They left Rushmore and traveled Iron Mountain Road to the south before stopping for the night at Hot Springs, SD.  We’ve traveled IMR twice on the bikes – Steve said that of course it’s still beautiful, but not nearly as enjoyable to travel in a car as it is on the bike.

On Day 3 they traveled from Hot Springs west to Wyoming and then south through Cheyenne to Colorado. In Loveland they picked up Highway 34 through Big Thompson Canyon and Estes Park, then in to Rocky Mountain National Park. They were still getting a lot of rain – they said when they were up in the Park that it was “sleeting sideways” for a time – to be expected up in the mountains. Shortly after they snapped a photo of the two of them enduring the sleet, they said the sun came out and it was beautiful for the rest of the trip. I was very happy to hear that they got to finally enjoy the mountain views under sunny skies. Trail Ridge Road took them through the park, then they continued south to Granby, through Kremmling, and south to the tiny ski town of Silverthorne where they spent the night.

Always interesting weather in Rocky Mountain National Park. Moments later, the sun came out!

Enduring wind and sleet in Rocky Mountain National Park. Moments later, the sun came out!

Beautiful vistas in Rocky Mountain National Park

Beautiful vistas in Rocky Mountain National Park

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The next day’s destination was Leadville – a former silver mining boom town that has staked its primary tourism claim on being the home of silver king Horace Tabor and his young wife, Elizabeth “Baby Doe” McCourt, who together lived one of America’s most captivating rags-to-riches-to-rags stories. They visited the tiny shack where Baby Doe lived her widowed years following Horace’s death, the long-silent mine that had produced the Tabor’s millions, and the open fields of abandoned mines. They also visited Healy House, home of Leadville founder August Meyer, and the Dexter Cabin – an example of a Victorian-era hunting cabin.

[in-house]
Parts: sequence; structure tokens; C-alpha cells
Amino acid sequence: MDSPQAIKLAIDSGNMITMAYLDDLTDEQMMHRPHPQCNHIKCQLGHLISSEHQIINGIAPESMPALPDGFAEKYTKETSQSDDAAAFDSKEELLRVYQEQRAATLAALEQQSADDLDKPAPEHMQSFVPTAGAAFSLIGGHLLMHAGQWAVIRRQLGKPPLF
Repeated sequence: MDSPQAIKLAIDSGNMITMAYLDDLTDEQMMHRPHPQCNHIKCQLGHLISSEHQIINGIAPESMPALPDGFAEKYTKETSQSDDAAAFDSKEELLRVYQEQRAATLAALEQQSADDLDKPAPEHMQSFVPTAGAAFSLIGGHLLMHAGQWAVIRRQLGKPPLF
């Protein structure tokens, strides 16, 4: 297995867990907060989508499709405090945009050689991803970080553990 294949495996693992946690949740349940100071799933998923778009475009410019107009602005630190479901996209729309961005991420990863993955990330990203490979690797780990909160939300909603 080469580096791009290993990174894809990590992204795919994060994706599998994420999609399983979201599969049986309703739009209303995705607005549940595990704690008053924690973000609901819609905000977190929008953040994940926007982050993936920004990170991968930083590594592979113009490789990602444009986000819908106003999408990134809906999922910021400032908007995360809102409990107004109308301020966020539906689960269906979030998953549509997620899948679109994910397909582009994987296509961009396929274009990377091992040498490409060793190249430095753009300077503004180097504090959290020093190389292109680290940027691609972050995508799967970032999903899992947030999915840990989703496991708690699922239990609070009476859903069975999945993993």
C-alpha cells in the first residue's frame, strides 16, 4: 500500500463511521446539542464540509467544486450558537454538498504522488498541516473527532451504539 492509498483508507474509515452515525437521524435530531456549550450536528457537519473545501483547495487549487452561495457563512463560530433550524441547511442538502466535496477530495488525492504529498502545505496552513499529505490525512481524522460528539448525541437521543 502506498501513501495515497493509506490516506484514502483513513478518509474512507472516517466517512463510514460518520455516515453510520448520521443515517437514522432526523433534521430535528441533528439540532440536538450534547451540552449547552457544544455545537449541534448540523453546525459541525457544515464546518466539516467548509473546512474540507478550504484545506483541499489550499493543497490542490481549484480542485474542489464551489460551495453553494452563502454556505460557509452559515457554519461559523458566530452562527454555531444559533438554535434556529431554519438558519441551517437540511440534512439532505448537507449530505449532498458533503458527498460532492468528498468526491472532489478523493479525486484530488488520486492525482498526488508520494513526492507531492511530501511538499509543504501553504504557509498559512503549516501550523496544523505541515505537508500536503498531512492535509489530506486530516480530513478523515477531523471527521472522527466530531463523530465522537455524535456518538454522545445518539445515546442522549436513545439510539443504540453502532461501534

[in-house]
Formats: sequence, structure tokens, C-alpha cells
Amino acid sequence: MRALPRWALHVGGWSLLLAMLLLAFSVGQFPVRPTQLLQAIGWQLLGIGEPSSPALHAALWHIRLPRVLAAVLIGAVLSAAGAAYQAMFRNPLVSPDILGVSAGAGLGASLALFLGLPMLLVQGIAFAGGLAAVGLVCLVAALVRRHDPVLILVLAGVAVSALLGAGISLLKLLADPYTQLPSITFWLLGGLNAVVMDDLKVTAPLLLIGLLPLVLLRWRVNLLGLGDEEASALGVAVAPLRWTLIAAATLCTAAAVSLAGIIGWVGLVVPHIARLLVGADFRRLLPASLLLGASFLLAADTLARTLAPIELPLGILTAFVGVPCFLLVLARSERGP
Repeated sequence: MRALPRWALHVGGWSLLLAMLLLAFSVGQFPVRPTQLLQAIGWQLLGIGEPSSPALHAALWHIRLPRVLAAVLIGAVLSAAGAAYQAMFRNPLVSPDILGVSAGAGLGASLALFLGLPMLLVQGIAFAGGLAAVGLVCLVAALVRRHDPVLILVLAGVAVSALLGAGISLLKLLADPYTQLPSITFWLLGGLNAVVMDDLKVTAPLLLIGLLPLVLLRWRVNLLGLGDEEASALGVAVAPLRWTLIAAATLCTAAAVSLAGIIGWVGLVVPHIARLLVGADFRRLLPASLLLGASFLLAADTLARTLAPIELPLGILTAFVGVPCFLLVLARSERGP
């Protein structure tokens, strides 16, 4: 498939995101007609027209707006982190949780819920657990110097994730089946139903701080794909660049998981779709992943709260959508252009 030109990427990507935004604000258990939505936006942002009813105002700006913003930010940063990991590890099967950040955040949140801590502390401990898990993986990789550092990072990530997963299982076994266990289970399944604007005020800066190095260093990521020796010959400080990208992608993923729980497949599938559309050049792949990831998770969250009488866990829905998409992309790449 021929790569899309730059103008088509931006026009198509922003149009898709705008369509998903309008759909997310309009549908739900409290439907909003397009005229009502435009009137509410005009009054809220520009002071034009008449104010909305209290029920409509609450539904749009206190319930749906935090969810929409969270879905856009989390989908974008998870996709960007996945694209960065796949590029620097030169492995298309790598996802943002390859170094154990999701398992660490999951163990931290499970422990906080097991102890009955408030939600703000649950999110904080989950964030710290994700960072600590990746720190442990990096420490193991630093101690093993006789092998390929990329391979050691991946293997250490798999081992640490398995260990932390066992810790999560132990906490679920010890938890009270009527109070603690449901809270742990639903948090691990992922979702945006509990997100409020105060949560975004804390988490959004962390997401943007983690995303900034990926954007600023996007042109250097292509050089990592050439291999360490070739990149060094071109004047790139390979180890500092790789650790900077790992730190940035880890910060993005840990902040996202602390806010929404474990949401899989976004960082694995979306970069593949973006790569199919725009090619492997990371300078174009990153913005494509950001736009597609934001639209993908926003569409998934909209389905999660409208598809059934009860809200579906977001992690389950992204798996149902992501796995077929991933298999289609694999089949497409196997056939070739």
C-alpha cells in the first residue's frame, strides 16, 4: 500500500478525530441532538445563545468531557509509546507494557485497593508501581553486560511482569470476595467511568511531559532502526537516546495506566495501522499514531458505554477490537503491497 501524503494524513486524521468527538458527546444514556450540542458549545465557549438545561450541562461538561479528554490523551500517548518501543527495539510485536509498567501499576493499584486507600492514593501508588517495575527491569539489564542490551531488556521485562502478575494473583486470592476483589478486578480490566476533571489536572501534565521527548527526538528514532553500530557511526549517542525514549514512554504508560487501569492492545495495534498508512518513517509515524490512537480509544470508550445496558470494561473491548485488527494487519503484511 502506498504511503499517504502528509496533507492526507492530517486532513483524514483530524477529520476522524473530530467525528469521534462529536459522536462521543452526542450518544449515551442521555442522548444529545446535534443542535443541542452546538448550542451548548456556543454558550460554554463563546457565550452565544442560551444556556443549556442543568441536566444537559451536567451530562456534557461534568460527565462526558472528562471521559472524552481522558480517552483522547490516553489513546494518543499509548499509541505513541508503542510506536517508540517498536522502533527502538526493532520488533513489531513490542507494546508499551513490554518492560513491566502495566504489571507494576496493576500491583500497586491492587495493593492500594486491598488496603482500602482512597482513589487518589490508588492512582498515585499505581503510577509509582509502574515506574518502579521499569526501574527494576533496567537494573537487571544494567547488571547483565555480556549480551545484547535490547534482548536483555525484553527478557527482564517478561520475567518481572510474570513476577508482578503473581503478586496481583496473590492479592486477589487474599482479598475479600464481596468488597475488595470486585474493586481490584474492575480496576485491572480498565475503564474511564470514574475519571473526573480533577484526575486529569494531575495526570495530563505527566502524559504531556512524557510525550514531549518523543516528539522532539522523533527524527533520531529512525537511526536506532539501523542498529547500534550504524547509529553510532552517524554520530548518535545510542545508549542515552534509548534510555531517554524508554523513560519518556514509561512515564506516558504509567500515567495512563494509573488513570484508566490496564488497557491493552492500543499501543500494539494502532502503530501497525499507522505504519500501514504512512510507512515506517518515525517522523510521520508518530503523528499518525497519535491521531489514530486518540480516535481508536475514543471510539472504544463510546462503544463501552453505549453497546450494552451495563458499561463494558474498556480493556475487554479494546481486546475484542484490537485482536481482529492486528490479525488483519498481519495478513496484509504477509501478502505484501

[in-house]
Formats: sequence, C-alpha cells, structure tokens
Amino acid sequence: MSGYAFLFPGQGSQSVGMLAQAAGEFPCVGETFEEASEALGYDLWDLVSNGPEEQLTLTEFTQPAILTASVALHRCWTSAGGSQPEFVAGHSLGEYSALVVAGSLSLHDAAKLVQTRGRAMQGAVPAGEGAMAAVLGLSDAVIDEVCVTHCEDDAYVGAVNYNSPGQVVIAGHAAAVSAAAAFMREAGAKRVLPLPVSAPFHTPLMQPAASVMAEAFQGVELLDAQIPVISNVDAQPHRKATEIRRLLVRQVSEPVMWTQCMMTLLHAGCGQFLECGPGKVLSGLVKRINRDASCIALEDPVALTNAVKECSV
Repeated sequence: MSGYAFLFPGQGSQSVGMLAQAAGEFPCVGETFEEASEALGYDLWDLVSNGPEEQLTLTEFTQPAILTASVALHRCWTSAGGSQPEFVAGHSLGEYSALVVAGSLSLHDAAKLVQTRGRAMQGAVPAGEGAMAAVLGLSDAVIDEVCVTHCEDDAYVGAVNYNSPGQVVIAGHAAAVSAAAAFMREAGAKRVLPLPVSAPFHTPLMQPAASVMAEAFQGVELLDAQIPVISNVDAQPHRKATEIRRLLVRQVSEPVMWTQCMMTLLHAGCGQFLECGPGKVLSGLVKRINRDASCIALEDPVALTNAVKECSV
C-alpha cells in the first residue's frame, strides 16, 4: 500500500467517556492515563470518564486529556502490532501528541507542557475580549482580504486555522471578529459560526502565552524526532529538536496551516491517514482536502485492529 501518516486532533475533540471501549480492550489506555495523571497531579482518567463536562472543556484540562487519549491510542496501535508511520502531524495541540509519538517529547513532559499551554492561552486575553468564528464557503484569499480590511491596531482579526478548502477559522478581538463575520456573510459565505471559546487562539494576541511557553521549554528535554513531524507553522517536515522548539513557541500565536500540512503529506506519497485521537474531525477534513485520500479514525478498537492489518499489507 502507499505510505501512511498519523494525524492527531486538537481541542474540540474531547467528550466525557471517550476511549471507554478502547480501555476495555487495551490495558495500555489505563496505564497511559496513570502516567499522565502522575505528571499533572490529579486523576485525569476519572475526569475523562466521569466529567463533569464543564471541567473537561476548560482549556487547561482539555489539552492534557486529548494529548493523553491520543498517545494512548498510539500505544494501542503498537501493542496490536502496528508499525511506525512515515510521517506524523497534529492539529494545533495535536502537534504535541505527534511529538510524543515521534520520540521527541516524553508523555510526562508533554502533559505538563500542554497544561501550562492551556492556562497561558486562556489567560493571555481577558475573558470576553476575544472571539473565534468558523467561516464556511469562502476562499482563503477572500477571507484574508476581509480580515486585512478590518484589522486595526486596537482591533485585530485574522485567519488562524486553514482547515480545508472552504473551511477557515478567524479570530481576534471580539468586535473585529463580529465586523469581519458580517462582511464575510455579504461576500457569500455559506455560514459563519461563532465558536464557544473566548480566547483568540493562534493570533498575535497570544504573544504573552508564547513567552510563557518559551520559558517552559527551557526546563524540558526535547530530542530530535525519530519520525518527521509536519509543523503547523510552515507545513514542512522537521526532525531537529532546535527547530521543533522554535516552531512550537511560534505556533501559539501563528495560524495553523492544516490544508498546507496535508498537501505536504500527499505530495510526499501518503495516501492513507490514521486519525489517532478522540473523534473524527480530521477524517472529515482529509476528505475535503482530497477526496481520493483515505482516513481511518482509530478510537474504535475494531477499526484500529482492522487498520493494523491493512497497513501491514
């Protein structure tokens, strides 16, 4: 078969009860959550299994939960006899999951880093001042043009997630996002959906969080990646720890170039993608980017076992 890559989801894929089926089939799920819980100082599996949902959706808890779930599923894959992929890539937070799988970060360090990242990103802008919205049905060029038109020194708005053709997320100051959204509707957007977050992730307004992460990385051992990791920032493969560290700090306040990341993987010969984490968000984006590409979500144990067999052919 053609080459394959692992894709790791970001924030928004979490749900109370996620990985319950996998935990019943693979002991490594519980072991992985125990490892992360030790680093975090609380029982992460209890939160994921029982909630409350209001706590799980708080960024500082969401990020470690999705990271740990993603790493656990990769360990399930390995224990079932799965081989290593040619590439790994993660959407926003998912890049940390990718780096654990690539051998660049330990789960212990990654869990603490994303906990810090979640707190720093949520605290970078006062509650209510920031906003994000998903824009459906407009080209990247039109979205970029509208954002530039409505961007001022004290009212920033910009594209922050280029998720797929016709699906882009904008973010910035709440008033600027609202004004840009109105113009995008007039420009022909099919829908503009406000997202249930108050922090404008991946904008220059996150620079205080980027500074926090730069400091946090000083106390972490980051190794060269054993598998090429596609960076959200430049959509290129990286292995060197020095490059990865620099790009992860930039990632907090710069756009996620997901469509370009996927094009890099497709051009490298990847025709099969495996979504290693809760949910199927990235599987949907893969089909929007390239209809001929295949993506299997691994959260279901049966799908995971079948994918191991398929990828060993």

Leadville, CO

Leadville, CO

 

Abandoned silver mines at Leadville

Abandoned silver mines at Leadville

 

The Matchless Mine, run by Horace Tabor and his wife. This is the shack where "Baby Doe" lived her widowed years after the collapse of the fortune she had enjoyed with her husband.

The Matchless Mine, run by Horace Tabor and his wife. This is the shack where “Baby Doe” lived her widowed years after the collapse of the fortune she had enjoyed with her husband.

 

Inside the cabin at the Matchless Mine. Baby Doe died here in 1939.

Inside the cabin at the Matchless Mine. Baby Doe was found frozen to death here in 1935.